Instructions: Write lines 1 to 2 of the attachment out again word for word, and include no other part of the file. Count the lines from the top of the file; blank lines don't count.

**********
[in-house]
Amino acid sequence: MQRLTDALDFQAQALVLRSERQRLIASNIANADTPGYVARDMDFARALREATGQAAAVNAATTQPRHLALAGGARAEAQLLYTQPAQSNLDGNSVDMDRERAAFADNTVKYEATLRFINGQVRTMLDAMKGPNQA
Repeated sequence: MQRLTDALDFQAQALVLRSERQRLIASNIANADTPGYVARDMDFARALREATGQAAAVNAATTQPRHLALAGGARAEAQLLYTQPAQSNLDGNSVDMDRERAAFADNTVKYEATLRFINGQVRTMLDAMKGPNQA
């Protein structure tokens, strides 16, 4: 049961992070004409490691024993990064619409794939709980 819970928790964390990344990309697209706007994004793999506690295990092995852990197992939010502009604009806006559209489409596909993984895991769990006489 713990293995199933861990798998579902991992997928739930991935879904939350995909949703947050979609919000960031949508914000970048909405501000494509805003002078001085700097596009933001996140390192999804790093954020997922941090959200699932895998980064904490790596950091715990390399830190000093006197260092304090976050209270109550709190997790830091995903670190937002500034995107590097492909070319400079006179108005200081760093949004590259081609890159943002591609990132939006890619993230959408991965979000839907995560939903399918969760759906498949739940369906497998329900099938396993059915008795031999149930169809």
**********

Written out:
[in-house]
Amino acid sequence: MQRLTDALDFQAQALVLRSERQRLIASNIANADTPGYVARDMDFARALREATGQAAAVNAATTQPRHLALAGGARAEAQLLYTQPAQSNLDGNSVDMDRERAAFADNTVKYEATLRFINGQVRTMLDAMKGPNQA